March 14, 2017 12:08 AM
Louisiana's legislative auditor said Monday he will review years of taxpayer-funded travel by the state police, after concerns raised about thousands spent on a trip to a law enforcement conference in California.

Legislative Auditor Daryl Purpera said he'll look into the spending in response to a letter from Rep. Blake Miguez, R-Erath.

Miguez requested the audit after The Advocate newspaper reported the state police shelled out thousands of dollars in overtime and expenses for several troopers who drove to the October conference in San Diego with a state SUV, diverting to a Las Vegas casino resort and the Grand Canyon on the way.

Louisiana State Police
"I welcome any review of this," said Col. Mike Edmonson, superintendent of the state police. "The legislative auditor has always been extremely helpful."

Since the newspaper report, Gov. John Bel Edwards said his administration has an auditor digging into the travel spending and policies of the state police, saying information about the California trip "obviously concerns me."

But Miguez said he also wants an independent audit, since the governor hires the state police superintendent and oversees the agency. Miguez asked Purpera's office to review all out-of-state travel and associated expenses and overtime paid by the state for those trips from 2008 to 2017. He wants the review to look at who approved the travel and reimbursements.

That's the entire time Edmonson has been in charge, first tapped for the job by former Gov. Bobby Jindal and kept in place by Edwards.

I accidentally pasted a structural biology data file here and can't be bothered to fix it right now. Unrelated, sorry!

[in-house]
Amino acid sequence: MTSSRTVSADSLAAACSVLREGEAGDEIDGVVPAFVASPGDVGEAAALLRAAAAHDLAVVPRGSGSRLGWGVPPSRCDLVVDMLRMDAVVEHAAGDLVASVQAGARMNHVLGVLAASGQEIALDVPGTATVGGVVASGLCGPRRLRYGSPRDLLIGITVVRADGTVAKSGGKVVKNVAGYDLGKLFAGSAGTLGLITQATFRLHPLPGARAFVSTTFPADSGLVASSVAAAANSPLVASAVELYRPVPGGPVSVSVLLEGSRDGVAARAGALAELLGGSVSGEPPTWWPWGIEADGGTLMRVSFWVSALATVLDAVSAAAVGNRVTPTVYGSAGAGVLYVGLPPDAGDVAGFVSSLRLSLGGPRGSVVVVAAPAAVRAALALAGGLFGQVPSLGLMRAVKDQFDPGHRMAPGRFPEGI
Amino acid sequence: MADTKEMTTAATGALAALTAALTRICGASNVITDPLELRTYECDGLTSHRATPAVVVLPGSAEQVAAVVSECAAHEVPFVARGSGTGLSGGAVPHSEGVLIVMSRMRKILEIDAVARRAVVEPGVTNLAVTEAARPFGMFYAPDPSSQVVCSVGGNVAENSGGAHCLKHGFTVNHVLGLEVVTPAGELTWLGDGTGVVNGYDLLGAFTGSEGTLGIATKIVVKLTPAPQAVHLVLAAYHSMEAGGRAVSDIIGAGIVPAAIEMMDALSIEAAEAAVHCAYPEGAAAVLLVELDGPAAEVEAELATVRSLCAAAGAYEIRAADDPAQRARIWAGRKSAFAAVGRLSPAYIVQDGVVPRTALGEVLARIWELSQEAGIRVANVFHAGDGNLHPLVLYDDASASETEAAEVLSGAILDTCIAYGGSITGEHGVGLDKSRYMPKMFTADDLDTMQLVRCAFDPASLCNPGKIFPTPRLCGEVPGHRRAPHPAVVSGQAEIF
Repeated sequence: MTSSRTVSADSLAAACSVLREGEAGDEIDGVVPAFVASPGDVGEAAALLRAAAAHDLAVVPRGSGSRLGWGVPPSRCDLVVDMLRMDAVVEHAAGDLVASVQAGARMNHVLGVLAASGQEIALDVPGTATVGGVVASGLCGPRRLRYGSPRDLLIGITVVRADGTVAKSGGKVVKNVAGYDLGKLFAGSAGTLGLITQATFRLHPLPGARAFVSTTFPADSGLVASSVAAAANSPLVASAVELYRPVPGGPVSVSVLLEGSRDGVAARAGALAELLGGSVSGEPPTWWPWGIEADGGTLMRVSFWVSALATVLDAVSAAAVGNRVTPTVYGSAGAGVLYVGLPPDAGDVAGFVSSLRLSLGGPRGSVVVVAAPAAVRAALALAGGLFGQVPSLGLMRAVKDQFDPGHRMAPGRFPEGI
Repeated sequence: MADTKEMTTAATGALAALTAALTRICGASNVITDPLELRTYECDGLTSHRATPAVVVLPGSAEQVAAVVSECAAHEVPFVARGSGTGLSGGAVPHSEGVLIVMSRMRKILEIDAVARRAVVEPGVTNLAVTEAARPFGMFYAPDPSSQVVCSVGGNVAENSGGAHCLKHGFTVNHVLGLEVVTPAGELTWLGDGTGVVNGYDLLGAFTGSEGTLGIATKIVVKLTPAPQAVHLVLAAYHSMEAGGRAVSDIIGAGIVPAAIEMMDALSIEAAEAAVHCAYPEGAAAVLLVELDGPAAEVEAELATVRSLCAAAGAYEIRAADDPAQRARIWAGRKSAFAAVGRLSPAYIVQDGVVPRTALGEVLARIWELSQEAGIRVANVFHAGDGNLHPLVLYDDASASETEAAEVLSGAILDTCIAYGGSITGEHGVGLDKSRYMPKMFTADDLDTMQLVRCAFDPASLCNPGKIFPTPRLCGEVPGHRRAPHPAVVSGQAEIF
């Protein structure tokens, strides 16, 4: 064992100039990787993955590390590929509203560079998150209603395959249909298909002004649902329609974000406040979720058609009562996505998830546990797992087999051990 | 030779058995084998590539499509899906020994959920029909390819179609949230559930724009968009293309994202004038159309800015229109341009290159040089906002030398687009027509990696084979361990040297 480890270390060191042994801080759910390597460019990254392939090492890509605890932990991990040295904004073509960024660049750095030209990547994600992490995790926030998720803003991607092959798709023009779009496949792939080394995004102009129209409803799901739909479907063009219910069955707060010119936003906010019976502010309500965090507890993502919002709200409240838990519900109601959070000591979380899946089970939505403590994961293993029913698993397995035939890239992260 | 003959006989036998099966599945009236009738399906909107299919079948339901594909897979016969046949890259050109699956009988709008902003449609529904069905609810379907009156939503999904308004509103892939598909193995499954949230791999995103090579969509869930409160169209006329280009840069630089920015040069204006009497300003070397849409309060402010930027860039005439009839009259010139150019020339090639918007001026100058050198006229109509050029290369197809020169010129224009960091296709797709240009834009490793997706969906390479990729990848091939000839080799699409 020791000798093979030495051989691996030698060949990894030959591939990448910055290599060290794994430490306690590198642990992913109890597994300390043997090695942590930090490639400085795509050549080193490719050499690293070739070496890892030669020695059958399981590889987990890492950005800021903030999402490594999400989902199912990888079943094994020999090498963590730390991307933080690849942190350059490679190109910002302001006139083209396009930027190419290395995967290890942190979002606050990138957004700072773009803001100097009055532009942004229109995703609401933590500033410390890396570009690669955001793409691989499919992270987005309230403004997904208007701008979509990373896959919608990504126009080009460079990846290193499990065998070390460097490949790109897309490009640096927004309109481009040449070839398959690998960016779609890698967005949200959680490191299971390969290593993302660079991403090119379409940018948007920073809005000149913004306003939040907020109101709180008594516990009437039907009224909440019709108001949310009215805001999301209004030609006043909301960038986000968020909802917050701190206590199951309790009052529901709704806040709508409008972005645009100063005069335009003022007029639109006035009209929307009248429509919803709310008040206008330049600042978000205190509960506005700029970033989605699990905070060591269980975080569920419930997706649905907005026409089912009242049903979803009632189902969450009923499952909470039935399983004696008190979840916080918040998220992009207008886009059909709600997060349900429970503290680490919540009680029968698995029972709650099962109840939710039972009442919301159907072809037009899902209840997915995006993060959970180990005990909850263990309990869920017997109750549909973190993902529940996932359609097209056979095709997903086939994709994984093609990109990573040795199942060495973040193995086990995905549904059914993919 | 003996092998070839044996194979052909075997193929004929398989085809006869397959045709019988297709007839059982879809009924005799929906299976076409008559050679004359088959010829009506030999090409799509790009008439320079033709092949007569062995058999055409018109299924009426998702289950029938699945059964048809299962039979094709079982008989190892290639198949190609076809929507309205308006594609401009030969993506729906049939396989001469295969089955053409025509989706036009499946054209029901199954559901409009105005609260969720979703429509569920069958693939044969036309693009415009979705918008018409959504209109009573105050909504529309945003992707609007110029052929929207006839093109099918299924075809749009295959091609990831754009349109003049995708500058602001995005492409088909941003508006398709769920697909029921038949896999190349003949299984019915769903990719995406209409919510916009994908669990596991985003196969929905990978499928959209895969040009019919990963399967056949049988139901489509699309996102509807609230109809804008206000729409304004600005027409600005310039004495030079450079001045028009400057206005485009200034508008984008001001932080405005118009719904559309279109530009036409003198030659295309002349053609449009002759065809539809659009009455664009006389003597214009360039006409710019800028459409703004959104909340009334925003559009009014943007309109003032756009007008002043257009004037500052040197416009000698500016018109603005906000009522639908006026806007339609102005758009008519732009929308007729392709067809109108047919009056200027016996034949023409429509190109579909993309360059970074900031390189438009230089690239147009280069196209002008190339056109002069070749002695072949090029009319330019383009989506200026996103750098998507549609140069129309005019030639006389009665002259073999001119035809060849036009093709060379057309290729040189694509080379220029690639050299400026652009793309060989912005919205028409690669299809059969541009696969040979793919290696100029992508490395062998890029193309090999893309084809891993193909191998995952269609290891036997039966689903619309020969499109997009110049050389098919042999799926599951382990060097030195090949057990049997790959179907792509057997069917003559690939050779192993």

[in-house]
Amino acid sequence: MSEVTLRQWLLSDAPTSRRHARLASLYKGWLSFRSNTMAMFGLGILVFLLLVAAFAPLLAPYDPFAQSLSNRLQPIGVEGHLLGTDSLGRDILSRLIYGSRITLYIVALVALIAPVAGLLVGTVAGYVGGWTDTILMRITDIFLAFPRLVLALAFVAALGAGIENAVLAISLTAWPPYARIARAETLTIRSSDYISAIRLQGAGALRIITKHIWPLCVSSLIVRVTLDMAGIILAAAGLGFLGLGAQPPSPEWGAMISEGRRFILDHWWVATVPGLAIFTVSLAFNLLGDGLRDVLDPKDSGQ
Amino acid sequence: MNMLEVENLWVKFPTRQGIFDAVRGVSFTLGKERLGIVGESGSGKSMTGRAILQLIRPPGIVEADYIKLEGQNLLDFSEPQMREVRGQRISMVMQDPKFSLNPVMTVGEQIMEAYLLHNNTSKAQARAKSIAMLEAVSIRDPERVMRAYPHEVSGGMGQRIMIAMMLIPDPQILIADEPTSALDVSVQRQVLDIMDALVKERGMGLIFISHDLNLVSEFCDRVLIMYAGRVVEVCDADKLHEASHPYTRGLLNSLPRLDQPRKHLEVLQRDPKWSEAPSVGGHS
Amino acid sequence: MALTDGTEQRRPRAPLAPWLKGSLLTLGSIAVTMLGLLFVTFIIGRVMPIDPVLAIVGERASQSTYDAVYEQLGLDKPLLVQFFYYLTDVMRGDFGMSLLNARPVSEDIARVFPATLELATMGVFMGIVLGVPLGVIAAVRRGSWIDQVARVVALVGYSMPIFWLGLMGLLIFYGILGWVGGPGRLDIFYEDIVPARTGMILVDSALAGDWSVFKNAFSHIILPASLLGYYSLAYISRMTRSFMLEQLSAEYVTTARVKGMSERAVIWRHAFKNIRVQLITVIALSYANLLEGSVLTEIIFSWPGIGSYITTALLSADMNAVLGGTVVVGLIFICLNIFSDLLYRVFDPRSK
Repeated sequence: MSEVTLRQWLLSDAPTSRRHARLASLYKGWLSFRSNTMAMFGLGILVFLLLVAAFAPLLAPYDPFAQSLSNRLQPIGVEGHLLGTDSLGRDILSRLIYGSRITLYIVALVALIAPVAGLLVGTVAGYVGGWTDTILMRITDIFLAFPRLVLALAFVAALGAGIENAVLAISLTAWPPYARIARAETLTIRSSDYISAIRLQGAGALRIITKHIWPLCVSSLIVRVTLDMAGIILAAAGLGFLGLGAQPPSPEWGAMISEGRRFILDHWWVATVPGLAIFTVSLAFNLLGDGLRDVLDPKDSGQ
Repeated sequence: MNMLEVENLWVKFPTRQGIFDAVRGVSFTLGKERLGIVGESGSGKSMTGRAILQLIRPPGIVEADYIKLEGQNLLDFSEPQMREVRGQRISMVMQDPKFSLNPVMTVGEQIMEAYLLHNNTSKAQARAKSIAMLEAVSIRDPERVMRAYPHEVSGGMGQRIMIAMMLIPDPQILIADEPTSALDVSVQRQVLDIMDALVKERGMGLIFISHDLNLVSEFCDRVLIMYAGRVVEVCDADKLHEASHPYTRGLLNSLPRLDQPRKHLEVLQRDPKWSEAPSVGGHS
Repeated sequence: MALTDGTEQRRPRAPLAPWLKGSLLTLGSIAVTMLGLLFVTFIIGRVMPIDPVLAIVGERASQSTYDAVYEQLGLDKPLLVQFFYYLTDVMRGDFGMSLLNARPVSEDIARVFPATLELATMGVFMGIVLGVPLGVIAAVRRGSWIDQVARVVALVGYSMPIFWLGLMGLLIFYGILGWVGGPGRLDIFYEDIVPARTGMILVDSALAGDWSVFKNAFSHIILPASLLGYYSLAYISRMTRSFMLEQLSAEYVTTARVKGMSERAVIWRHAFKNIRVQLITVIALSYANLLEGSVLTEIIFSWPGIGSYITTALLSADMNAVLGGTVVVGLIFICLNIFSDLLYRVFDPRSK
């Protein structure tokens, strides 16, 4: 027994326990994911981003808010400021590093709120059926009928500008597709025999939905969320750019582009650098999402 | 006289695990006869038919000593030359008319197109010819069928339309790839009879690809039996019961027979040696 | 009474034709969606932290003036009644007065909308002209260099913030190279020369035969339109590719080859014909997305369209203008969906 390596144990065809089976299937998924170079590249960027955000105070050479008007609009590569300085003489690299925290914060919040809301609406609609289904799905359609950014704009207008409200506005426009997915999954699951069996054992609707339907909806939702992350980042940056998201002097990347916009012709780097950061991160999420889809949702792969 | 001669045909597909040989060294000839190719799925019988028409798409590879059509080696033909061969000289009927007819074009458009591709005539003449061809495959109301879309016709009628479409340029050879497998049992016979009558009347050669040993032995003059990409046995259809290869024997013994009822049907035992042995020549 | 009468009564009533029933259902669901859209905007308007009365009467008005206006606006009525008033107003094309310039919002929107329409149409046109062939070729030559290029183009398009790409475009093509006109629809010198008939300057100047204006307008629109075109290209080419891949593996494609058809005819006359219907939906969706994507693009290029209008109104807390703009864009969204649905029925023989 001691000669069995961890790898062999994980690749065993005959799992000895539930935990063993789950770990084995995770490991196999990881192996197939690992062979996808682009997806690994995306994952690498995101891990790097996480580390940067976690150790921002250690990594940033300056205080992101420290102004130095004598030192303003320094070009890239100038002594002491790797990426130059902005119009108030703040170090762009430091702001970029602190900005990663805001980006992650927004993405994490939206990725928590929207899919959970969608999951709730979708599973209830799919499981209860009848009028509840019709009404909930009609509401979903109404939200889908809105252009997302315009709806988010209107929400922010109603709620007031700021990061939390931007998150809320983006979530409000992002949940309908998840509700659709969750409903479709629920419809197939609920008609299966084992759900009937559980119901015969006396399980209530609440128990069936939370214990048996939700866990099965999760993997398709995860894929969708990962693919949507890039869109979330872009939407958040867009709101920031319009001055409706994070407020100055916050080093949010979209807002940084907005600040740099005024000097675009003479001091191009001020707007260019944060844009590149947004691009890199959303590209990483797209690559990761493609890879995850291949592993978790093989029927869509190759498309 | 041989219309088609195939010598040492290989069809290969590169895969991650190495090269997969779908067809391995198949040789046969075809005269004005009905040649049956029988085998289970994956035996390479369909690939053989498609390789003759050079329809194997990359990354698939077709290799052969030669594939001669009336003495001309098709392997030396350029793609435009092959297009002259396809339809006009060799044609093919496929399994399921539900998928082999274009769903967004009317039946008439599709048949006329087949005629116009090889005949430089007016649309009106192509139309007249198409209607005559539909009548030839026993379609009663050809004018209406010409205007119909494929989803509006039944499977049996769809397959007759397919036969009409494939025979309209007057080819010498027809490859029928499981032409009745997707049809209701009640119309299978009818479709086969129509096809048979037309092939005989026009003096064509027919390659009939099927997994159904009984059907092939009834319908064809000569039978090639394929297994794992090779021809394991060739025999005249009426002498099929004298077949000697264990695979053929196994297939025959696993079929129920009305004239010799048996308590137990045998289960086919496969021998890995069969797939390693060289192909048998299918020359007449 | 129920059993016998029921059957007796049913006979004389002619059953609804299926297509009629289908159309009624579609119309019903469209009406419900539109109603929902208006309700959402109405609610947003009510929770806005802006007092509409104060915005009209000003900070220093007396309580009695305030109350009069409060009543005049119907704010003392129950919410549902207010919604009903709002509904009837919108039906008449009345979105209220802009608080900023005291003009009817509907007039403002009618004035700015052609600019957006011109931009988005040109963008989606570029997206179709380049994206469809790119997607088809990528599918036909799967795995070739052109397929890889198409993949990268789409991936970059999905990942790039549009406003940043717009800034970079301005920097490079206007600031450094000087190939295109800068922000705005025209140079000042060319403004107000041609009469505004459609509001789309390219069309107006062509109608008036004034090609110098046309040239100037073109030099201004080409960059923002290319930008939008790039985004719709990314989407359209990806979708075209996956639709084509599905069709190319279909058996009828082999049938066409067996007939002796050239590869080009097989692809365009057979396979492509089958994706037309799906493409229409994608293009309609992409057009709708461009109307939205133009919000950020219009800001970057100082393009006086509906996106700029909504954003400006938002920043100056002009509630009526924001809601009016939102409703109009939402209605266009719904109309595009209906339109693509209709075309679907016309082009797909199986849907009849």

Miguez said he was "not pointing any fingers at anyone," but wanted to have a nonpartisan review after he saw media reports about the questionable travel spending.

"Number one on my list when I got elected to office is protecting taxpayer dollars and making sure they're being used on public things," Miguez said in an interview. "This is about good government."

His letter to Purpera cited "alleged misuse of state taxpayer funding for trips taken by senior members of the Louisiana State Police, and the written approval by the LSP superintendent for taxpayer-funded reimbursement to LSP officials for what appears to be personal and recreational travel." He wrote that the legislative auditor's review would help determine "if this is a systemic problem within the LSP leadership and across the LSP."

Edmonson said he's ordered an internal investigation of the conference spending and has changed his agency's travel policy in response. He said when the review is over, "any hours that can't be documented as appropriate will have to be repaid."

Purpera said he'll learn about the investigations already underway, so he doesn't "duplicate other people's work." He said his aim will be to determine if policies need to be tightened to ensure proper spending in the agency.